Chris Gracey had not imagined a career in law until he took an undergraduate class in international law from Professor Rodelio Manacsa, a native of the Philippines who earned his Ph.D. in political science at Vanderbilt University. Chris found the class transformative. During his remaining time at Sewanee, he took every course Professor Manacsa taught and spent summers working for international non-government organizations, including the international peace initiative Falling Whistles.
After graduation, he moved to Scotland to earn an LL.M. in international law at the University of Edinburgh. “The master’s program gave me an opportunity to explore international law on a deeper level,” he said. “I focused on human rights and the law of armed conflict. That cemented my interest in those areas, and I’ve brought that same focus with me to Vanderbilt.”
Chris then spent three years teaching math and special education in his hometown, Cleburne, Texas–work he describes as “incredibly rewarding and exhausting”–before entering law school. After applying to more than 10 law schools, he chose Vanderbilt because of its strong International Legal Studies Program, headed by Professor Timothy Meyer. Chris received the Raymonde I. Paul Scholarship, awarded each year to an incoming student interested in international legal practice.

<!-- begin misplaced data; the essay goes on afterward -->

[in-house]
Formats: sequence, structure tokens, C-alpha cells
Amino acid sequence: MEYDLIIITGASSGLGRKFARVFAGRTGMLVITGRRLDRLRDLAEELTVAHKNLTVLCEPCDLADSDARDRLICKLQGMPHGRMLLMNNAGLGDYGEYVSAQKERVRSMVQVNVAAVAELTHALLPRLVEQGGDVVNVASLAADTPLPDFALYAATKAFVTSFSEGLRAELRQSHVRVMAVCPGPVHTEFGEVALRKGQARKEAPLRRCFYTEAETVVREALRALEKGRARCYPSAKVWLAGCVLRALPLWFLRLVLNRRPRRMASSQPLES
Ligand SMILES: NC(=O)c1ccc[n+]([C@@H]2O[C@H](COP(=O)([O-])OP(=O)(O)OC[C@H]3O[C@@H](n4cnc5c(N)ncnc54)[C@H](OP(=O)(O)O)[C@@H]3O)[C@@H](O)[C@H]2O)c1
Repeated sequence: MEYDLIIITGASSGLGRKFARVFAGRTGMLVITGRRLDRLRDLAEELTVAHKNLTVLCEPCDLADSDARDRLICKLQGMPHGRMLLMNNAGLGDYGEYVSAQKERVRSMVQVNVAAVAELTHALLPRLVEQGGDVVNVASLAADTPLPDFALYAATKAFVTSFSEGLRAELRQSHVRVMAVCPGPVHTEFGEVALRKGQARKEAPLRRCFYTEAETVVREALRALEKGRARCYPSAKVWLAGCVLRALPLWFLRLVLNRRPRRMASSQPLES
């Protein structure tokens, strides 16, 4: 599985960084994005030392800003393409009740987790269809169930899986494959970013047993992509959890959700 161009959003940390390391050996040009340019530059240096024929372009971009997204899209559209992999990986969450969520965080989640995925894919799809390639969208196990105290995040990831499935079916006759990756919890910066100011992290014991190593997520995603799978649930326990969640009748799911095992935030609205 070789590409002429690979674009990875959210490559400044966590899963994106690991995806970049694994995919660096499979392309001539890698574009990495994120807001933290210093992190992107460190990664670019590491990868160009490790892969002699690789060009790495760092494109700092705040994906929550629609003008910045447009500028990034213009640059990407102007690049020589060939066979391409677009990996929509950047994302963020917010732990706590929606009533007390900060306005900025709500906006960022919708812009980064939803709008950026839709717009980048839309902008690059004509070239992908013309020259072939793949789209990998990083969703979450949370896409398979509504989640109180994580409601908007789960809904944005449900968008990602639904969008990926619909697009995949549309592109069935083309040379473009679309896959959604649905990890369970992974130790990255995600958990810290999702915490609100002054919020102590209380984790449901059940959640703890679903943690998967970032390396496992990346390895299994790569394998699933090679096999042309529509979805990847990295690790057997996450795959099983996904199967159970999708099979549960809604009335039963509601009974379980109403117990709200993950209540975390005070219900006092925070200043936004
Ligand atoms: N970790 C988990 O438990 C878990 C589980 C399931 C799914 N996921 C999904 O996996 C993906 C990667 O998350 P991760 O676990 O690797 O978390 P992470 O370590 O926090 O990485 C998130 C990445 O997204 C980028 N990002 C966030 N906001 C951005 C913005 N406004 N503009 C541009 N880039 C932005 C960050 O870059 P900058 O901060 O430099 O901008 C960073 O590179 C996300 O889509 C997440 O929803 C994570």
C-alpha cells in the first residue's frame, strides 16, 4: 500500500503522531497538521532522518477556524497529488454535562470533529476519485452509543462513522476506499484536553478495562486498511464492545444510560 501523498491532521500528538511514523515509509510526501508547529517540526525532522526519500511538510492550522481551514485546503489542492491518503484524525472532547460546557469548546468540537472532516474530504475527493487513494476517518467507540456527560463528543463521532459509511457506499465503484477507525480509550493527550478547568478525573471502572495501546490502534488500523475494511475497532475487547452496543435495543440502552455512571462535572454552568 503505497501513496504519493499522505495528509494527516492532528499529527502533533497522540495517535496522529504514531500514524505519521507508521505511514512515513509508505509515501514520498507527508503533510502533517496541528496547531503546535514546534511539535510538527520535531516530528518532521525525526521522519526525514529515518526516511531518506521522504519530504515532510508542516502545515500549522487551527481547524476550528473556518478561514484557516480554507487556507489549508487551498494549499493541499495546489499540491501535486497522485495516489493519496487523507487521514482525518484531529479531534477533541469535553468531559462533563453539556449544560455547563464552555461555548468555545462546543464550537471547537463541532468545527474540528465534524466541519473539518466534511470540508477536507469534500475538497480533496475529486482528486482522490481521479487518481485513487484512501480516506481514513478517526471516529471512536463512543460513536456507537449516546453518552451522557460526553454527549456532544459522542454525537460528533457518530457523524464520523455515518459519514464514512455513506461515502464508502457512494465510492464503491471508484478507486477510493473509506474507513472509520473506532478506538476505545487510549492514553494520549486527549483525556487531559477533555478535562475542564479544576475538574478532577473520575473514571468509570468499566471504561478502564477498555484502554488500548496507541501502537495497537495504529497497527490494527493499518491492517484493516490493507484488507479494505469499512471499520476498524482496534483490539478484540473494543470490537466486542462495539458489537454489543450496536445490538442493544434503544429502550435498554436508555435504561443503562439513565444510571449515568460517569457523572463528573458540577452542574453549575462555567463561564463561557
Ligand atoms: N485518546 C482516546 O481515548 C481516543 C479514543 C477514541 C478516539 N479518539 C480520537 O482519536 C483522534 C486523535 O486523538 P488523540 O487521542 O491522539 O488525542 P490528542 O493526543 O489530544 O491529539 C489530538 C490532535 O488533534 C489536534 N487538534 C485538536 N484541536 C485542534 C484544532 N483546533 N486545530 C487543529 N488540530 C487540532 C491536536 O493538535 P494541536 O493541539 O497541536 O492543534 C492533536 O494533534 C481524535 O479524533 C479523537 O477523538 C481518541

His scholarship enabled him to attend Vanderbilt in Venice, the law school’s summer study program, which offers classes on different topics in international law each summer. In his Venice classes, Chris learned how rapidly international law is evolving. “In Professor (Kevin) Stack’s European Union Law class, I remember thinking about a paper I’d written for my LL.M. on the topic we were discussing. The issue had an entirely different outcome now because the state of E.U. law had changed so radically,” he said.
Chris also worked as a research assistant looking into the current status of human rights law for Professor Ingrid Wuerth, who heads the Branstetter Litigation and Dispute Resolution Program, after taking her Public International Law class. “Professor Wuerth is a great professor–she’s incredibly intelligent,” he said.
Chris spent his spring 2018 semester as a legal intern at the U.S. Permanent Mission to the United Nations in New York. “I took Professor Newton’s International Practice Lab, during which I gained great experience engaging in international legal research, and at the U.S. Mission, I’m doing a lot of research and writing on different topics,” he said. “It’s been a great experience.” He spent summer 2018 working as a legal intern in the Department of Justice’s Office of International Affairs in Washington, D.C.
Chris acknowledges that returning to graduate school was “a real adjustment,” but he has enjoyed his law classes. “Classes here are rigorous and challenging, but the professors make the material approachable and interesting,” he said. He was surprised that he enjoyed first-year classes in areas of law he hadn’t expected to find interesting. “I had expected to find Property Law really boring, but Professor (Chris) Serkin is a great professor, and he brought lots of energy to conveying concepts like the rule against perpetuity. And I didn’t really mind the Socratic cold-calls–eventually, you get the hang of talking in class.”